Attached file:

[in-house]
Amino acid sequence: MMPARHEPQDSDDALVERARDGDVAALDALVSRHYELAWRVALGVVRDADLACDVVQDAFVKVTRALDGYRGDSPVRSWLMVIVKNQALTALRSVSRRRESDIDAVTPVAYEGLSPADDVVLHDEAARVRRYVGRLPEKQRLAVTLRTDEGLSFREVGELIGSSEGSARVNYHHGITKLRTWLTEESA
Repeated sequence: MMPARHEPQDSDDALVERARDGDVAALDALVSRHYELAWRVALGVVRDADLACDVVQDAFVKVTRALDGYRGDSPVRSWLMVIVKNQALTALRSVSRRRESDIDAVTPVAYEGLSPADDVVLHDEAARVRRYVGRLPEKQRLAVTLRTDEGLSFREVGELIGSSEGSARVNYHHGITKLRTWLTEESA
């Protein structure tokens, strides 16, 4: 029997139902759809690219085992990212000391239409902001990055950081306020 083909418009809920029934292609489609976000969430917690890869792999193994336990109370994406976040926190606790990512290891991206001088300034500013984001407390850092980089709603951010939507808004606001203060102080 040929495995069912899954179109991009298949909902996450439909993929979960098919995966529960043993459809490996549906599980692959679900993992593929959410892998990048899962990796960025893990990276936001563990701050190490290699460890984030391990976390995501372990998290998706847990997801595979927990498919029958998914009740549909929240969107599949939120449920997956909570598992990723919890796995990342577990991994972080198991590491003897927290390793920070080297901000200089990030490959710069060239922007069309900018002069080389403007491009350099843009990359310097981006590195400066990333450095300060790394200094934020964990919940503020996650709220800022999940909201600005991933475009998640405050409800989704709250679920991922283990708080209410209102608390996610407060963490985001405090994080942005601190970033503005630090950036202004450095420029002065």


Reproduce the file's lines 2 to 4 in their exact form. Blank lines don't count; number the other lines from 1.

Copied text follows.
Amino acid sequence: MMPARHEPQDSDDALVERARDGDVAALDALVSRHYELAWRVALGVVRDADLACDVVQDAFVKVTRALDGYRGDSPVRSWLMVIVKNQALTALRSVSRRRESDIDAVTPVAYEGLSPADDVVLHDEAARVRRYVGRLPEKQRLAVTLRTDEGLSFREVGELIGSSEGSARVNYHHGITKLRTWLTEESA
Repeated sequence: MMPARHEPQDSDDALVERARDGDVAALDALVSRHYELAWRVALGVVRDADLACDVVQDAFVKVTRALDGYRGDSPVRSWLMVIVKNQALTALRSVSRRRESDIDAVTPVAYEGLSPADDVVLHDEAARVRRYVGRLPEKQRLAVTLRTDEGLSFREVGELIGSSEGSARVNYHHGITKLRTWLTEESA
């Protein structure tokens, strides 16, 4: 029997139902759809690219085992990212000391239409902001990055950081306020 083909418009809920029934292609489609976000969430917690890869792999193994336990109370994406976040926190606790990512290891991206001088300034500013984001407390850092980089709603951010939507808004606001203060102080 040929495995069912899954179109991009298949909902996450439909993929979960098919995966529960043993459809490996549906599980692959679900993992593929959410892998990048899962990796960025893990990276936001563990701050190490290699460890984030391990976390995501372990998290998706847990997801595979927990498919029958998914009740549909929240969107599949939120449920997956909570598992990723919890796995990342577990991994972080198991590491003897927290390793920070080297901000200089990030490959710069060239922007069309900018002069080389403007491009350099843009990359310097981006590195400066990333450095300060790394200094934020964990919940503020996650709220800022999940909201600005991933475009998640405050409800989704709250679920991922283990708080209410209102608390996610407060963490985001405090994080942005601190970033503005630090950036202004450095420029002065």